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Al Qaeda training camps resurfacing in Afghanistan?

Nearly 200 fighters at an al Qaeda in the Indian Subcontinent (AQIS) terror training camp in the Af-Pak border region were killed in a recent attack by the US and Afghan commandos, amid growing concerns that Qaeda camps are resurfacing in Afghanistan, according to a media report.

world Updated: Dec 30, 2015 13:49 IST
Afghan police patrol in Lashkar Gah, capital of Helmand province, Afghanistan. The AQIS camp, described by military officials as one of the largest ever discovered, was attacked by American and Afghan commandos in October, backed by several US airstrikes.
Afghan police patrol in Lashkar Gah, capital of Helmand province, Afghanistan. The AQIS camp, described by military officials as one of the largest ever discovered, was attacked by American and Afghan commandos in October, backed by several US airstrikes.(AP)

Nearly 200 fighters at an al Qaeda in the Indian Subcontinent (AQIS) terror training camp in the Af-Pak border region were killed in a recent attack by the US and Afghan commandos, amid growing concerns that Qaeda camps are resurfacing in Afghanistan, according to a media report.

“An old enemy seems to be reappearing in Afghanistan: Qaeda training camps are sprouting up there, forcing the Pentagon and American intelligence agencies to assess whether they could again become a breeding ground for attacks on the US,” the New York Times said.

Most of the handful Qaeda training camps sprouting up in Afghanistan are not as big as those built by Osama bin Laden before the September 11 attacks but the scope of al Qaeda’s “deadly resilience” in the country appears to have caught American and Afghan officials by surprise.

“Until this fall, American officials had largely focused on targeting the last remaining senior Qaeda leaders hiding along Afghanistan’s rugged, mountainous border with Pakistan,” it said, adding that now the Qaeda camps are not among the most urgent on the Pentagon’s list in Afghanistan.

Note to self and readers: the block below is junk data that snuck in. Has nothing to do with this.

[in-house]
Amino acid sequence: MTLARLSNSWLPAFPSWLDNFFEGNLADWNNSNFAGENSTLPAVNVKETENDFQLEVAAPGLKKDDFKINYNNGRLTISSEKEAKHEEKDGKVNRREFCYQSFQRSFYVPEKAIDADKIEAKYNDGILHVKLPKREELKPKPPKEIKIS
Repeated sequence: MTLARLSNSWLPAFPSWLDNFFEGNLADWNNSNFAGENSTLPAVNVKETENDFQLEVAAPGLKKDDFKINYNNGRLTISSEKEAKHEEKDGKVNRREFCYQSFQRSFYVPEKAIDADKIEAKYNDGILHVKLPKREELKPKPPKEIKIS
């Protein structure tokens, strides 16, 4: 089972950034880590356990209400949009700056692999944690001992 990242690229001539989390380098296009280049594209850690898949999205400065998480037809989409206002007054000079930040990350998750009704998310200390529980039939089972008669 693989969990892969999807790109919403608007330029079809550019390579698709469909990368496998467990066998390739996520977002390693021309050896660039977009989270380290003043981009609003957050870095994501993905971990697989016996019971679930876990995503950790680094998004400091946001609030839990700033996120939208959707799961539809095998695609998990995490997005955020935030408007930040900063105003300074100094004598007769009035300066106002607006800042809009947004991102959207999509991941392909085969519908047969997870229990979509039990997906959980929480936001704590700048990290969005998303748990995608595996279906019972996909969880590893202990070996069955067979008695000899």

The AQIS camp, described by military officials as one of the largest ever discovered, was attacked by American and Afghan commandos in October, backed by several US airstrikes. Top American commander in Afghanistan Gen John Campbell had said that at the time of the raid the camp was used by the new Qaeda offshoot al Qaeda in the Indian Subcontinent (AQIS).

The offshoot, created in September 2014 and believed to be based in Pakistan, is focused on India, Pakistan and other nations in southern Asia. The assault on the camp, located in a sparsely populated area of Kandahar Province along Afghanistan’s southern border with Pakistan, took place over several days and pounded two training areas that featured elaborate tunnels and fortifications.

As many as 200 al-Qaeda fighters were killed in the attack, the report added. “The discovery of the large camp attacked in October raised questions about the American military’s ability to detect and destroy a major Qaeda stronghold in the country, more than 14 years after the American-led invasion of Afghanistan drove out al Qaeda and toppled the Taliban government that supported them,” the report said.

Senior administration officials have conceded that there are other Qaeda camps or bases, including at least one in Helmand Province and some of the facilities in the camps apparently were in place for up to a year and a half, undetected by American or Afghan spies or surveillance plane.

“I do worry about the rebirth of AQ in Afghanistan because of what their target list will be — us,” former deputy director of the CIA Michael Morell said. Campbell had said that the Haqqani network remains an important “facilitator” for al Qaeda in Afghanistan. The two groups, he said, share a goal of “expelling coalition forces, overthrowing the Afghan government, and re-establishing an extremist state.”